Paul—The Apostle Shaped in Cilicia

15 Mar

After being run out of Arabia, Damascus and Jerusalem, Paul returned home to Tarsus in Cilicia. He was a citizen of Tarsus (Acts 21:39; 22:3), and this probably meant Paul’s family was at least moderately wealthy, because the civic reforms introduced there cir. 15 CE took away the status of citizenship from all householders who had not accumulated considerable land and wealth.

Do doubt news of Paul’s change in status in Judaism had not been received well by his Pharisee father. Nevertheless, as long as Paul was not formerly excommunicated by the elders of the synagogue, the family honor obligated his father to receive Paul into the family home. Presumably, Paul would have told his family about Jesus, but this only served to increase the tension between father and son, for it was through this name that Paul’s bright future in Judaism had been ruined.

If Paul had in any way relaxed his meticulous observance of the Jewish ceremonial law in the three years he had become a follower of the Way, he would have quickly resumed his former Pharisaical manner of living, if for no other reason than to ease the tensions at home (1Corinthians 9:20). This may have been one of the first lessons he had to learn. Just because Christ has freed us from obligations to the law does not mean we should run roughshod over the customs of others, especially religious customs that of and by themselves do no harm. There is nothing like family relationships when it comes to adjusting one’s behavior and rounding off the rough edges of a newly professed way of living. This doesn’t mean that Paul would have always behaved in a Christ honoring manner, however. He was no different than any one of us in this regard.

Undoubtedly, Paul learned many of the ways of Christ by the things he suffered. For example, Paul advised the Colossian fathers to keep from discouraging their children by provoking them to the point of anger (Colossians 3:21). It seems Paul may have understood what this meant on a personal level. It wasn’t mere theology for him, because he most likely became angry with his father through the provocation of his parents. It wears a person down when those we love continually criticize us, making us feel we have no way to please them in the manner of life we have chosen for ourselves. No doubt there were many arguments between Paul and his father, and many tears shed while he was alone.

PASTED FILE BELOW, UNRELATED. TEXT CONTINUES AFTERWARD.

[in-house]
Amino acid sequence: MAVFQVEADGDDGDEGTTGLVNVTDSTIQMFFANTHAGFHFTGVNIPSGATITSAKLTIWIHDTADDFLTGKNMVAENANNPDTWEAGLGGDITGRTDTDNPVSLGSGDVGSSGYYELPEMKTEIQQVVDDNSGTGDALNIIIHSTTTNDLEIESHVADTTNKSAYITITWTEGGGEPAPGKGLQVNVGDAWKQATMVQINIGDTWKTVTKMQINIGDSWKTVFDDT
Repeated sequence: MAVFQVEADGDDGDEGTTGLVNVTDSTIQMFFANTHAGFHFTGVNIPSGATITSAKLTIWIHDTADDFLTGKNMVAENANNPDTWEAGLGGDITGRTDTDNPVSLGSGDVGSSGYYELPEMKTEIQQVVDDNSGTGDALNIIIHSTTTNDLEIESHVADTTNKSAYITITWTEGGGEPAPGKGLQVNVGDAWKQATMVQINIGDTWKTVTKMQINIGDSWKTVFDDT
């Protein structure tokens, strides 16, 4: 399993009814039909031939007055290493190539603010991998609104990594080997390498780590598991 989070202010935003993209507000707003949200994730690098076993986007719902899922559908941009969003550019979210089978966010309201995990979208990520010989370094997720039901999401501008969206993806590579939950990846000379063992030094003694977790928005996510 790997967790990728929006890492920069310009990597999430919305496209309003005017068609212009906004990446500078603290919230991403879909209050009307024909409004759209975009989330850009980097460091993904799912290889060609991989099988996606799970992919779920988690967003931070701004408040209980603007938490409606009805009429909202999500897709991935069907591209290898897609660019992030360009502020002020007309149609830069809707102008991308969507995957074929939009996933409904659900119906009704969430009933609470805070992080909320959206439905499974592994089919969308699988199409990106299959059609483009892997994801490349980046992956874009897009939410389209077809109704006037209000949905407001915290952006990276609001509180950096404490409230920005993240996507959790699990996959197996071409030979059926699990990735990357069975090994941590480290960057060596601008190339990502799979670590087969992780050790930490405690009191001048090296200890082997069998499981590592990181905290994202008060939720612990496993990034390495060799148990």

Another factor to be considered is, did Paul ever marry? In his pre-Christian life, Paul was a rising star in the Jewish religion. He was probably over thirty years of age at the time of Stephen’s death, and most Jewish young men, especially candidates for the Sanhedrin, had been married by this time. What could have happened to his wife, assuming he had been married? Probably the marriage had been arranged when Paul was much younger and between families of similar status and wealth. This is the manner in which things were done in the ancient Jewish culture. After Paul had become proficient as a tentmaker under the tutelage of his father in Tarsus, Paul and his wife together with any children they had would have gone to Jerusalem where he served possibly as an officer of the court in the Sanhedrin. It may be that his wife grew up in Jerusalem, and, when Paul sent for her from Damascus after his experience with Jesus, she refused, perhaps at the advice of her father. Of course, all this is conjecture, since we know nothing of Paul’s wife in any of his letters or Acts, if indeed he had a wife; but he does show in his letters a maturity in wisdom regarding family matters, especially the relationship between husband and wife and even writes of this in metaphor to express the degree of intimacy between Christ and his church that would belie his embracing the single lifestyle.

Paul tells us that he had suffered the loss of everything for the cause of Christ. While he is fairly open about what this meant in terms of his chosen vocation in Judaism, he is not so forthcoming in what this may have meant in terms of close family ties, yet we learn late that he did have a sister (Acts 23:16), showing Paul did have a family. He mentions very little about them and this is quite understandable, if his chosen path with Christ was not readily accepted by those he loved. If this is so, then his silence over such things could be taken for honor toward his father, in that he does not mention his father’s antagonism toward the Way. Similarly, it would be for the love he still had for is wife that he hid her sin of not leaving her family in order to cleave to her husband.

In Cilicia, Paul learned how to walk with Christ through the pain he endured over the loss of all things that mattered to him in this life, so that he could reach out to Jesus and apprehend him who had also apprehended Paul, that he might know Jesus more and more deeply (Philippians 3:12). On the Damascus road Jesus apprehended Paul’s will. In Arabia he apprehended Paul’s mind, but in Cilicia the Lord apprehended Paul’s heart. The whole man was now the Lord’s, and, understanding this, we are enabled to see how the Lord bore so much fruit in Paul’s life.

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Posted by on March 15, 2011 in Apostles, Paul


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